Female-Led Franchises To Rewatch When You Need A Reminder That Women Can Rule The Big Screen

Gender equality in Hollywood — both in front of and behind the camera — is in a sorry, sorry state. According to the recent USC Annenberg study, in the big films between 2007 and 2012, only approximately 30 percent of speaking roles were women. In the production sphere, of the films produced during that decade, only 15.8 percent of writers, directors, and producers were women. While Hollywood was always unequal, the gap was not always this drastic. In the past 40 years, there have been hugely successful franchises that have been led by women.

Hollywood needs to do better; the "conventional wisdom" is that men are incapable of empathizing, or are not interested in seeing films, with female leads. That excuse for producing exclusively male-fronted films is proven wrong almost every time a studio produces an undeniably excellent, well-written film that just happens to have a female protagonist. Hollywood's reluctance to put women in charge only perpetuates that cycle of only male-dominated films, because the fact of the matter is that people want women's stories. In addition, franchises are the bread and butter of the film industry today. You know, what good is a movie if it's not conducive to multiple spinoffs? 

Here are movies that have proven that women can lead franchises just as well as their male counterparts.

1. The Girl With the Dragon Tattoo (Swedish Trilogy)

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Critics say that it was Noomi Rapace's gripping performance that makes the films what they are. Salander is one of the most talked-about heroines in both recent film and recent literature, and the franchise has been called a "pro-woman opus."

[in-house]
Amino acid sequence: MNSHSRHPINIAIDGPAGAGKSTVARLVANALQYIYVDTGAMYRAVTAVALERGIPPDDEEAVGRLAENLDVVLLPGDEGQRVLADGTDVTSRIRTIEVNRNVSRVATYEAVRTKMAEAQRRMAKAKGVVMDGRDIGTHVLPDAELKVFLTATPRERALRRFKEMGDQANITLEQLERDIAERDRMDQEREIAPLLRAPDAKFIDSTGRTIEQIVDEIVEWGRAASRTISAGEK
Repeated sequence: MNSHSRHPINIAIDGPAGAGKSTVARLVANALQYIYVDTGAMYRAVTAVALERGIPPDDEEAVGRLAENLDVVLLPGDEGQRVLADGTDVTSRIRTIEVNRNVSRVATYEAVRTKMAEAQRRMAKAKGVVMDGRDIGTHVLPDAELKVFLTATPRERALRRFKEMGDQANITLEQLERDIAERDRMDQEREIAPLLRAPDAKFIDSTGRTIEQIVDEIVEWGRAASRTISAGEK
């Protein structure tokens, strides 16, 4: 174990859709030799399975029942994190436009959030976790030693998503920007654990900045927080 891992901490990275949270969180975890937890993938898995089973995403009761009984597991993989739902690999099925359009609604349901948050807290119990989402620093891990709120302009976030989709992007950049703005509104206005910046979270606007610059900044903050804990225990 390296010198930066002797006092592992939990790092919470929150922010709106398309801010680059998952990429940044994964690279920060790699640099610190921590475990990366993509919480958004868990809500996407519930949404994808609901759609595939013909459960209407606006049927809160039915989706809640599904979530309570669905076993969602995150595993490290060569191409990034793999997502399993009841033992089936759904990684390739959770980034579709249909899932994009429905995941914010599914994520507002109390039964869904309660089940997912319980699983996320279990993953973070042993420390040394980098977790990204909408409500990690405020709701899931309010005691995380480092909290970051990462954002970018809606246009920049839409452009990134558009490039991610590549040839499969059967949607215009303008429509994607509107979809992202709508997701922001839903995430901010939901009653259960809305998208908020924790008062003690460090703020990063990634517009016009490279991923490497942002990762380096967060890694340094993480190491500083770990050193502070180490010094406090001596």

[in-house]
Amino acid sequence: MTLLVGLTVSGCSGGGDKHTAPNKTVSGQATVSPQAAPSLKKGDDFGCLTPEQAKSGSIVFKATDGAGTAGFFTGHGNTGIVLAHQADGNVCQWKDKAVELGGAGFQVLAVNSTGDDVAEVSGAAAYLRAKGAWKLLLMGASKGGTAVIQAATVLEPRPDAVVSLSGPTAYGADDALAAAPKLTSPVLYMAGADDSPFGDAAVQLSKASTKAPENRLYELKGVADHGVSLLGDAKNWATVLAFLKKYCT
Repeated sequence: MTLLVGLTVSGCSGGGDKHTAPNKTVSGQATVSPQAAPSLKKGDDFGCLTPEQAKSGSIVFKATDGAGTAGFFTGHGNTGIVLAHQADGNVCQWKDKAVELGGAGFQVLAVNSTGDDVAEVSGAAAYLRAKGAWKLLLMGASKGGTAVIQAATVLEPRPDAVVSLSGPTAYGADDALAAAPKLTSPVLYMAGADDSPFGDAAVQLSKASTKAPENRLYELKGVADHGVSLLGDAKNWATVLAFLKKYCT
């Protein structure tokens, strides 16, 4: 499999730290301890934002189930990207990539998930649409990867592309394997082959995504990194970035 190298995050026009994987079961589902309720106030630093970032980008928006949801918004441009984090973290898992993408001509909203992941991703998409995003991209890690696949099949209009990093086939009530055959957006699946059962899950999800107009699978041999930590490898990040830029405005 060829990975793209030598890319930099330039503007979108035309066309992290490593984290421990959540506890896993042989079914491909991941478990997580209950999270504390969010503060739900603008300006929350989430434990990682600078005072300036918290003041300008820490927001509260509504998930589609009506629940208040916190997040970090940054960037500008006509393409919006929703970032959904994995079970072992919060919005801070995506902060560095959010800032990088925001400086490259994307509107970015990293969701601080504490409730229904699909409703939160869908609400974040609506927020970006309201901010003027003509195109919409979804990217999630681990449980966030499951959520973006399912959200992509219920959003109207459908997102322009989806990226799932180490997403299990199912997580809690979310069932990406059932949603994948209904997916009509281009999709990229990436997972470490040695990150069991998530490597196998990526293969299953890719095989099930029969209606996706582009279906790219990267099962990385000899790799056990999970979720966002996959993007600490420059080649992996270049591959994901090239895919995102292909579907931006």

2. The Hunger Games

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This franchise is the first one that comes to mind in this day and age. Continuing to break box office records, and starring the highest-paid actress in Hollywood, The Hunger Games is the present and gives me hope for the future.  

3. Halloween 

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Jamie Lee Curtis, who will be returning to the horror genre in the new Ryan Murphy show Scream Queens, was called "The Scream Queen" herself. In Halloween, Curtis played a teenager who was both relatable to viewers and kicked ass. She starred in three more movies and is credited with reinvigorating the entire horror genre in the late '70s.

4. Bridget Jones' Diary 

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The only non-action film on the list, this female-directed, female-led adaptation of Pride and Prejudice was a box office and critical sensation. Renee Zellweger was nominated for an Oscar for her performance, and is lauded for showing that a woman doesn't need to chose between love and having a career. 

5. Alien 

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Sigourney Weaver starred in a trilogy that was the vision of Ridley Scott and directed by James Cameron. In 1979, Weaver was among one of the first kickass heroines who took on extraterrestrial creatures and the patriarchy itself.

6. Resident Evil 

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Based on a video game, Resident Evil stars Milla Jovovich fighting the corporation that was responsible for the zombie apocalypse. In five films between 2002 and 2012, Jovovich was kicking ass and taking names, and showing gamer guys that girls can rock, too.

7. The Before Sunrise Trilogy

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Julie Delpy shares top billing along with Ethan Hawke, so it's more of female co-lead, but there's no doubting its feminist bonafides. Delpy co-wrote the screenplay along with Hawke and visionary director Richard Linklater, and includes autobiographical elements and frank discussions about finding meaning and mens' expectations of women. 

These are just a few movies to tide you over as we advocate for more female-fronted franchises in the present day, but their impact will continue to be felt going into a hopefully bright future.

Images: Lionsgate

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